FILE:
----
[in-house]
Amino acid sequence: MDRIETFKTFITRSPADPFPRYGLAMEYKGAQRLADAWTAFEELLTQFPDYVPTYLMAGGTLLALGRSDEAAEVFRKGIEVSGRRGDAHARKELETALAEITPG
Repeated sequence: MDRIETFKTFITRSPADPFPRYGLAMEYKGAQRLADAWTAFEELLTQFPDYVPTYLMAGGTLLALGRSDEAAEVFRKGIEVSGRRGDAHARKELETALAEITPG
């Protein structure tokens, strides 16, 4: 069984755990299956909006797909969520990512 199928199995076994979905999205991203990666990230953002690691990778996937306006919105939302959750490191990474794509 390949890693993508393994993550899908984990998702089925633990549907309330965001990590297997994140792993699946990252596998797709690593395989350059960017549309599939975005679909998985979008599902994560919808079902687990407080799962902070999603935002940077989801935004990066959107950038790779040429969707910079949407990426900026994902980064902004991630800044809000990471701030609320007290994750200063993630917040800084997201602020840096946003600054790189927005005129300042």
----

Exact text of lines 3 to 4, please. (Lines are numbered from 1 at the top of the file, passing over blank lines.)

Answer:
Repeated sequence: MDRIETFKTFITRSPADPFPRYGLAMEYKGAQRLADAWTAFEELLTQFPDYVPTYLMAGGTLLALGRSDEAAEVFRKGIEVSGRRGDAHARKELETALAEITPG
């Protein structure tokens, strides 16, 4: 069984755990299956909006797909969520990512 199928199995076994979905999205991203990666990230953002690691990778996937306006919105939302959750490191990474794509 390949890693993508393994993550899908984990998702089925633990549907309330965001990590297997994140792993699946990252596998797709690593395989350059960017549309599939975005679909998985979008599902994560919808079902687990407080799962902070999603935002940077989801935004990066959107950038790779040429969707910079949407990426900026994902980064902004991630800044809000990471701030609320007290994750200063993630917040800084997201602020840096946003600054790189927005005129300042």